Xue Xinran is a British-Chinese journalist who has devoted her career to telling women’s stories. Her story Sky Burial is the one tome in the Penguin Drop Caps series that doesn’t fit snugly in one genre. Is it biography? Romance? Travel literature?
For her radio show, Xinran interviews Shu Wen, a grey-plaited woman in Tibetan dress. However, it takes Shu Wen two days to explain how she, a Chinese woman, came to be dressed in traditional Tibetan clothing, “smelling strongly of old leather, rancid milk, and animal dung.” So taken is Xinran with her tale of love and loss that she must write the whole story.
Okay, so this book doesn’t qualify as a “Great Book” to me but it was shortlisted for the National Book Award in 2017. Other people have lauded this book to the skies for its theme of generations of discrimination against Japanese-born Koreans, but for me, this book was really just about sex.
The very first sex scene, I grant, was necessary to the plot. I can’t say the same for any of the others. Is this book really so great or is it just titillating to readers?
How many of you watched Contagion (2008) recently? About a week after the WHO declared the pandemic, I did. I wanted to see which of their dire predictions were coming to pass. For a disaster movie, it was pretty good, especially the twist at the very end.
For the same reason, I pulled my tattered copy of La peste off the shelf where it had sat for twenty years. Vague images were all that remained of my first reading: the dead rat in the stairwell, the old concierge with black bubonic boils in his underarms, the writer eternally reworking his first sentence…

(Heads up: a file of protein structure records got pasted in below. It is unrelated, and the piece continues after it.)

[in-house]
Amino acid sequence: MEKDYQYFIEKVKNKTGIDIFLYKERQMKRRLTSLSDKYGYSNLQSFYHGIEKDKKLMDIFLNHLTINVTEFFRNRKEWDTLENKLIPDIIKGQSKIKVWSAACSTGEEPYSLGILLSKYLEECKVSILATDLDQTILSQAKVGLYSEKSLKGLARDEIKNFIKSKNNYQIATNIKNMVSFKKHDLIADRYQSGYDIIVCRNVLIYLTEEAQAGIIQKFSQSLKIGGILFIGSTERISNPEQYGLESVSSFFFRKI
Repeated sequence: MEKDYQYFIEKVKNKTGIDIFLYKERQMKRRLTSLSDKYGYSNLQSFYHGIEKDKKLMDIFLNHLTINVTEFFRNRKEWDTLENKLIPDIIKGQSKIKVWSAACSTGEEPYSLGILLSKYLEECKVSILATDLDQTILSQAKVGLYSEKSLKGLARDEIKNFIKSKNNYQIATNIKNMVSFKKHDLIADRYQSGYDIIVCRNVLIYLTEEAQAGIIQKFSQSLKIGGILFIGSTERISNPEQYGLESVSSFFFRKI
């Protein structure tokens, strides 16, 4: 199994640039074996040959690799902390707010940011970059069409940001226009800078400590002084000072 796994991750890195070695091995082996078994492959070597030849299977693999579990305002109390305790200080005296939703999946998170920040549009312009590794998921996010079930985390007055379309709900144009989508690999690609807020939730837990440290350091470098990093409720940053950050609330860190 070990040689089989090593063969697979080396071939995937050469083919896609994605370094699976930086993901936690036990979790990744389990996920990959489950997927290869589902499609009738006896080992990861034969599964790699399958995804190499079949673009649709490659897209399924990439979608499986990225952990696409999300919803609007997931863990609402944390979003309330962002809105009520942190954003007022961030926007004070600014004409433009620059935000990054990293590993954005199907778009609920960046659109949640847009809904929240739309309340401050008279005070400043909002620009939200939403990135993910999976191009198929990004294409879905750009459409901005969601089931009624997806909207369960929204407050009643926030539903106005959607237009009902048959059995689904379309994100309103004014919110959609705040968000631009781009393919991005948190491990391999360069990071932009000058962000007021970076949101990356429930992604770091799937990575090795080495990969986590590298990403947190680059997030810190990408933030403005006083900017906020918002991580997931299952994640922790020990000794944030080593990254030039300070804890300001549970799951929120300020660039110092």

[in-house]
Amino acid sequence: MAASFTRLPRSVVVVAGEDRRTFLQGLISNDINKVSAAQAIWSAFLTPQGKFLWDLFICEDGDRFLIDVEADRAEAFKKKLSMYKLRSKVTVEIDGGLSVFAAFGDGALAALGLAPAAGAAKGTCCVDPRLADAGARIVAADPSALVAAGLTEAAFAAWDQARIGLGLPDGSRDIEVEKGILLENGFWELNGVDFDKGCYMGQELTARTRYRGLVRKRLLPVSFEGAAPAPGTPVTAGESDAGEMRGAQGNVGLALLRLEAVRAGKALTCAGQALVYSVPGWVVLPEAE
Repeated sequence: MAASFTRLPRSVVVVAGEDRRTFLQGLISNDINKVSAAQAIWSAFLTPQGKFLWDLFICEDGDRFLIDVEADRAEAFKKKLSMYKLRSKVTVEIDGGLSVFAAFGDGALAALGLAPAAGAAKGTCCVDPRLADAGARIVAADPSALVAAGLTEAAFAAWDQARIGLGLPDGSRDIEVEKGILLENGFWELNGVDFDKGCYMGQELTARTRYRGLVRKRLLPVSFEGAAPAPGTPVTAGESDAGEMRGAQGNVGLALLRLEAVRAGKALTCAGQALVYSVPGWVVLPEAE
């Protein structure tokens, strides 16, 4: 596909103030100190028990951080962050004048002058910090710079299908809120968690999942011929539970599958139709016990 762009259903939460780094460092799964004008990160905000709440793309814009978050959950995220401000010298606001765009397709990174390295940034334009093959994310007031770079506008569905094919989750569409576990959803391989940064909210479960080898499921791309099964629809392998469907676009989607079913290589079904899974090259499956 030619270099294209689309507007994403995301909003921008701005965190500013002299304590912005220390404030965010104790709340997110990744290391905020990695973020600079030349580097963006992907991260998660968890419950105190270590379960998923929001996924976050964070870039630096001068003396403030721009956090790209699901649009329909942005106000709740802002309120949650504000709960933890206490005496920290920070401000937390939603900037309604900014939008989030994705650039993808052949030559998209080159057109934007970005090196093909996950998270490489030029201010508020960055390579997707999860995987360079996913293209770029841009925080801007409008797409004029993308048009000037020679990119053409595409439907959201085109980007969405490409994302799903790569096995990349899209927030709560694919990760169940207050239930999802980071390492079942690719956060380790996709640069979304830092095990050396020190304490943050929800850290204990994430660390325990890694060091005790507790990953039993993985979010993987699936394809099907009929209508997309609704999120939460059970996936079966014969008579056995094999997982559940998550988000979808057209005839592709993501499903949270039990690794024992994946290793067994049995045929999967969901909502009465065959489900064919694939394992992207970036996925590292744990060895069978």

Many more intelligent analyses have been written about this Nobel Prize-winning novel. I only want to reflect on Camus’s plague compared to our pandemic, and what wisdom we can gather from it to strengthen us in our long isolation.
Connected Parenting stirs up all my hometown pride: Jennifer Kolari is a child and family therapist in Toronto who has taken her social work experience and translated it into a simple and powerful connection technique. Hurray for Canadian talent!
Kolari has found that the techniques of self-psychology that helped her in her social work days are powerful for everyone. It’s the idea that installing an elevator in a subway station, for example, will benefit not only people in wheelchairs but those with large packages or strollers or anyone just feeling too tired to take the stairs.
Same thing here: de-escalation and connection techniques can help the most traumatized child… and your hangry toddler.
Intrigued? Read on.
Z: The shadow of the wind by Carlos Ruiz zafón (2001), Translated by Lucia Graves (2004)
In order to slow down my frenetic book-eating, I'm writing reviews of the books I read to better digest them. Bon appétit!